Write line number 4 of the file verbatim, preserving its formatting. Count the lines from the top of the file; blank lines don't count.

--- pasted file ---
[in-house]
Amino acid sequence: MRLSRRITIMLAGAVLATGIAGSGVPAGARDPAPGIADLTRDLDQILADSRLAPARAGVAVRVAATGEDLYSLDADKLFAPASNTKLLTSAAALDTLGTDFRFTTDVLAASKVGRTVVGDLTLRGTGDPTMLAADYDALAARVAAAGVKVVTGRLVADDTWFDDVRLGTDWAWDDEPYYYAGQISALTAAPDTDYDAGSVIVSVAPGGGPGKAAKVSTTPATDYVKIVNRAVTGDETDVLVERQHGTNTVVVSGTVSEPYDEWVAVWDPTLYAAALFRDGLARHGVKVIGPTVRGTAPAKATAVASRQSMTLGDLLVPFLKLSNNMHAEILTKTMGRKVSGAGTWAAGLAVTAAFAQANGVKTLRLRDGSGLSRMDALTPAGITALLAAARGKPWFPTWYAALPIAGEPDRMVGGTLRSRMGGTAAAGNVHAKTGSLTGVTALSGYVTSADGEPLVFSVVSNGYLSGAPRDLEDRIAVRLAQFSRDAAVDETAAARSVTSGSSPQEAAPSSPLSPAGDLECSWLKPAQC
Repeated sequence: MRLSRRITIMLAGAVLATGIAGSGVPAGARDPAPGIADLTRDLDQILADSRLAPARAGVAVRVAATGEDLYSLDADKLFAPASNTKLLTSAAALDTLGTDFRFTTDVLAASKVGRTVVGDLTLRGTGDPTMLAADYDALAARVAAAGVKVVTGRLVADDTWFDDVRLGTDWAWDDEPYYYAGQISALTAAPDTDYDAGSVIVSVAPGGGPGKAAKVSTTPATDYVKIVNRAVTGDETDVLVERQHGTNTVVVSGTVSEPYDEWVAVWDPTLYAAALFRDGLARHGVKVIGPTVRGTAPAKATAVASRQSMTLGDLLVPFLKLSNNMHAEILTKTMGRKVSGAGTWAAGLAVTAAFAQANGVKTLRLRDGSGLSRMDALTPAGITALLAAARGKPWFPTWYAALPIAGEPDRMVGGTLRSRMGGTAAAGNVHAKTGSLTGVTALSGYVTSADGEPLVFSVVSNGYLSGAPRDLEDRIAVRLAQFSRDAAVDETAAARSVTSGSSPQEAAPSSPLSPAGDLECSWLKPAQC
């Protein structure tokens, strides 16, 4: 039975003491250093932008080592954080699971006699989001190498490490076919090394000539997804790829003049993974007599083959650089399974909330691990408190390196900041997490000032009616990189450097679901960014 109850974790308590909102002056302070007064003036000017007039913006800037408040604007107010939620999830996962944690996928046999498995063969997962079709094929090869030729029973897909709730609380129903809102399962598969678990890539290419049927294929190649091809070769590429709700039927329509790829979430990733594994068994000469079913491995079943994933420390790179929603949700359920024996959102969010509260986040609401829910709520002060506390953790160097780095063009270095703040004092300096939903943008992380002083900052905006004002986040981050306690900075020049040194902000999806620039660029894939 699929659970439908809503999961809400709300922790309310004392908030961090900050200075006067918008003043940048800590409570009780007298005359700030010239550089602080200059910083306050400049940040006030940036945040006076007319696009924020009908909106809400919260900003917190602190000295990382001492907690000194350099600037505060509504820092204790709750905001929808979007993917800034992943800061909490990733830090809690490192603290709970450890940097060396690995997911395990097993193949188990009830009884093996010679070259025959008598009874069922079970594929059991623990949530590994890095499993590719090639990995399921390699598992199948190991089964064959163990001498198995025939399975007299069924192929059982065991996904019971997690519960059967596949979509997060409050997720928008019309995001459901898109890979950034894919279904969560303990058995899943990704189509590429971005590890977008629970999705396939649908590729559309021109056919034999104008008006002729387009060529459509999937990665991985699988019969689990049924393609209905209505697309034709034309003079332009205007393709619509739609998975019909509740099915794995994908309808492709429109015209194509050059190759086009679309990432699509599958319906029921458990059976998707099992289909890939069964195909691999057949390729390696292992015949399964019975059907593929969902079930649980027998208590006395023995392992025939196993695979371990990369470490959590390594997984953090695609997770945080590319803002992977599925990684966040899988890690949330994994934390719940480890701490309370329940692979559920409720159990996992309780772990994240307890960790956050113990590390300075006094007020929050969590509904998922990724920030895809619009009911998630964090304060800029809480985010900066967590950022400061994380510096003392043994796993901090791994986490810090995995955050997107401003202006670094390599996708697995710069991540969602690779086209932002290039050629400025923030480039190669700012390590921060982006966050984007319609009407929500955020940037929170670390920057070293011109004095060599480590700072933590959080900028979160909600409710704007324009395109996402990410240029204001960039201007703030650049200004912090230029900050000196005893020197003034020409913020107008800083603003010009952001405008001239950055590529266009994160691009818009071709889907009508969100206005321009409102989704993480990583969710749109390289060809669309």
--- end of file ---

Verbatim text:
């Protein structure tokens, strides 16, 4: 039975003491250093932008080592954080699971006699989001190498490490076919090394000539997804790829003049993974007599083959650089399974909330691990408190390196900041997490000032009616990189450097679901960014 109850974790308590909102002056302070007064003036000017007039913006800037408040604007107010939620999830996962944690996928046999498995063969997962079709094929090869030729029973897909709730609380129903809102399962598969678990890539290419049927294929190649091809070769590429709700039927329509790829979430990733594994068994000469079913491995079943994933420390790179929603949700359920024996959102969010509260986040609401829910709520002060506390953790160097780095063009270095703040004092300096939903943008992380002083900052905006004002986040981050306690900075020049040194902000999806620039660029894939 699929659970439908809503999961809400709300922790309310004392908030961090900050200075006067918008003043940048800590409570009780007298005359700030010239550089602080200059910083306050400049940040006030940036945040006076007319696009924020009908909106809400919260900003917190602190000295990382001492907690000194350099600037505060509504820092204790709750905001929808979007993917800034992943800061909490990733830090809690490192603290709970450890940097060396690995997911395990097993193949188990009830009884093996010679070259025959008598009874069922079970594929059991623990949530590994890095499993590719090639990995399921390699598992199948190991089964064959163990001498198995025939399975007299069924192929059982065991996904019971997690519960059967596949979509997060409050997720928008019309995001459901898109890979950034894919279904969560303990058995899943990704189509590429971005590890977008629970999705396939649908590729559309021109056919034999104008008006002729387009060529459509999937990665991985699988019969689990049924393609209905209505697309034709034309003079332009205007393709619509739609998975019909509740099915794995994908309808492709429109015209194509050059190759086009679309990432699509599958319906029921458990059976998707099992289909890939069964195909691999057949390729390696292992015949399964019975059907593929969902079930649980027998208590006395023995392992025939196993695979371990990369470490959590390594997984953090695609997770945080590319803002992977599925990684966040899988890690949330994994934390719940480890701490309370329940692979559920409720159990996992309780772990994240307890960790956050113990590390300075006094007020929050969590509904998922990724920030895809619009009911998630964090304060800029809480985010900066967590950022400061994380510096003392043994796993901090791994986490810090995995955050997107401003202006670094390599996708697995710069991540969602690779086209932002290039050629400025923030480039190669700012390590921060982006966050984007319609009407929500955020940037929170670390920057070293011109004095060599480590700072933590959080900028979160909600409710704007324009395109996402990410240029204001960039201007703030650049200004912090230029900050000196005893020197003034020409913020107008800083603003010009952001405008001239950055590529266009994160691009818009071709889907009508969100206005321009409102989704993480990583969710749109390289060809669309």